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Already tired of 3D printing? US researchers, military investigating 4D printing

Researchers at three US engineering schools have received a grant from the military to investigate the possibilities of 4D printing.

The research team, which includes scientists from the University of Pittsburgh Swanson School of Engineering, Harvard School of Engineering and Applied Sciences, and the University of Illinois, have been granted $855,000 (£536,471) from the United States Army Research Office to find possible uses and methods for undertaking the process.

With plain old 3D printing only just hitting the mainstream, the research is still at a very theoretical stage. Since the fourth dimension is time, the research hopes to uncover materials that will adapt and change based on their environment. Using "responsive fillers embedded within a stimuli-responsive hydrogel", the team believes it can develop materials such as a form camouflage that changes its pattern and colour depending on its surroundings, or a textile that becomes more or less insulating depending on temperatures.

"Rather than construct a static material or one that simply changes its shape, we're proposing the development of adaptive, biomimetic composites that re-programme their shape, properties or functionality on demand, based upon external stimuli," said principal investigator Anna C Balazs, PhD.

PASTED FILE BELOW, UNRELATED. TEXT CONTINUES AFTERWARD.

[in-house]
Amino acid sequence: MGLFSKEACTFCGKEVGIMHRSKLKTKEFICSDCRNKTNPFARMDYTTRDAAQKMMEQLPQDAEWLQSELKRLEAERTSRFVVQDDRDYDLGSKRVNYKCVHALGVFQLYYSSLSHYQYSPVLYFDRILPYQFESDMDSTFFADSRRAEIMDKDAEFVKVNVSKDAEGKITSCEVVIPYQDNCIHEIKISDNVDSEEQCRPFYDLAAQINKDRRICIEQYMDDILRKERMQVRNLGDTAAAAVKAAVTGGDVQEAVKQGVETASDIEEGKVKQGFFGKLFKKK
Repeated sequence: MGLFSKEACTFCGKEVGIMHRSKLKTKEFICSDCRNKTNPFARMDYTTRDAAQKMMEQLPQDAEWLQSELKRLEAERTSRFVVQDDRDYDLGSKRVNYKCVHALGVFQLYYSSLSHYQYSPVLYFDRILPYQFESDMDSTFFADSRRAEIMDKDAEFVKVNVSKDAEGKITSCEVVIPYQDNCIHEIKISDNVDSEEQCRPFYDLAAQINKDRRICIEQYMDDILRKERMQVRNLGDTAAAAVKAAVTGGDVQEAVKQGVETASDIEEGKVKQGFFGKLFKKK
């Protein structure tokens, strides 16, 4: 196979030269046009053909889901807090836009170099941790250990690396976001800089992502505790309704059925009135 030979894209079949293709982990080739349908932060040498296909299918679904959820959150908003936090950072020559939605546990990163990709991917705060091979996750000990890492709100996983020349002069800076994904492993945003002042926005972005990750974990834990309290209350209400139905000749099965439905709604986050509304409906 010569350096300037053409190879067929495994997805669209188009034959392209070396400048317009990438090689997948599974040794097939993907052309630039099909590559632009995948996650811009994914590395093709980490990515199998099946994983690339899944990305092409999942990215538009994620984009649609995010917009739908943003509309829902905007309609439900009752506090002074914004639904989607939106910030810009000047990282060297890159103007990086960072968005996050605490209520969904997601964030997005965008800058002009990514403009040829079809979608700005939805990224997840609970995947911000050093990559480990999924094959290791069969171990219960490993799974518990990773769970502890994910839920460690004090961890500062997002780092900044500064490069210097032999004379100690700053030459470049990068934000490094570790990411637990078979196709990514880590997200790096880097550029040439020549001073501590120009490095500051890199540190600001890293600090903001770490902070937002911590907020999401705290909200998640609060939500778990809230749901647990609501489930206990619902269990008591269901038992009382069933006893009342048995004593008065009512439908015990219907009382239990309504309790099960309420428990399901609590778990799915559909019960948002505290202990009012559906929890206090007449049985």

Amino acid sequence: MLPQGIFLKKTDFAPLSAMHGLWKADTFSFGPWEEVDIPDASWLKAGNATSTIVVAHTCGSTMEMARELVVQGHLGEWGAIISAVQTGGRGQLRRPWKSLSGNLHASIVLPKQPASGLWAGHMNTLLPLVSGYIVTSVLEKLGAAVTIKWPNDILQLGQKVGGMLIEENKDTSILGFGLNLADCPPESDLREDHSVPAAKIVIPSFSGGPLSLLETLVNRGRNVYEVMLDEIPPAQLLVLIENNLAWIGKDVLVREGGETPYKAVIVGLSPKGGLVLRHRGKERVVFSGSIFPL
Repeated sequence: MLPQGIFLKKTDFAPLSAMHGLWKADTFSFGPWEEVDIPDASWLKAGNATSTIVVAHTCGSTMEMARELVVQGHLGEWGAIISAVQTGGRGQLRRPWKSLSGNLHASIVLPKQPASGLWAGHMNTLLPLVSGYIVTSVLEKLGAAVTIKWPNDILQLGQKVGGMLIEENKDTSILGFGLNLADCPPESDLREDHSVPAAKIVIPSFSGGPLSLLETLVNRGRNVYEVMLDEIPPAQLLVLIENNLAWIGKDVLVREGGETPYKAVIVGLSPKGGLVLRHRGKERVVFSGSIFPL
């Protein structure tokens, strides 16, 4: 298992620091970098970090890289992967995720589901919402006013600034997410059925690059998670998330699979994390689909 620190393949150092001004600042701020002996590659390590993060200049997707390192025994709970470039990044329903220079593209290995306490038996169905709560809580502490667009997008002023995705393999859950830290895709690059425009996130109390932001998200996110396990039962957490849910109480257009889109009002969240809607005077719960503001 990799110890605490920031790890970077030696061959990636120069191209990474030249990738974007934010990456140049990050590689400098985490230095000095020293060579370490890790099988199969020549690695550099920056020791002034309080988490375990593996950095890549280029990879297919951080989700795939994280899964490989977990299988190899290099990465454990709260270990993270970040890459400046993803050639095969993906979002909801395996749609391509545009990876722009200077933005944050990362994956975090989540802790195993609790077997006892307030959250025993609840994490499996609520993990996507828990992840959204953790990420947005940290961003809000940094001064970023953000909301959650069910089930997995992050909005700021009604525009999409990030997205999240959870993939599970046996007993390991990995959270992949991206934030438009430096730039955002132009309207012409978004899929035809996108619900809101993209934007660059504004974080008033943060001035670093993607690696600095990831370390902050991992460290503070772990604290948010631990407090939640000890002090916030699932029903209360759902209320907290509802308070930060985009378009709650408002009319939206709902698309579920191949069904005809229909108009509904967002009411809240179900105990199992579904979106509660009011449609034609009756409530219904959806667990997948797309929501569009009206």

Existing 3D printing technology will play a big part in the research. The team hopes to achieve its aims by attempting to "manipulate materials at nano and micro levels in order to produce, via 3D printing, materials that can modify their own structures over time at the macro level."

For the US military, $855,000 is the equivalent of pocket change, and represents a tepid enthusiasm surrounding the possibilities of 4D printing. Still, with the Navy undertaking tests on 3D printing ammunition and small drones on board ships, it's fair to say that the world best-funded military machine is looking pretty far into the future.

The Army Research Office describes itself as conducting "long-range planning for research, development, and acquisition" through an "aggressive basic science research programme."

Possible military applications for the technology include equipment that can assemble itself, and camouflage material that could bend light around concealed soldiers or ordnance, as well as adaptive clothing for army personnel operating in tough environments.

Civilian uses could of course be even broader, but with the research only just beginning, it's unlikely that 4D printing will be hitting shop shelves any time soon.

Image: Flickr (Aranda\Lasch); Jason Hise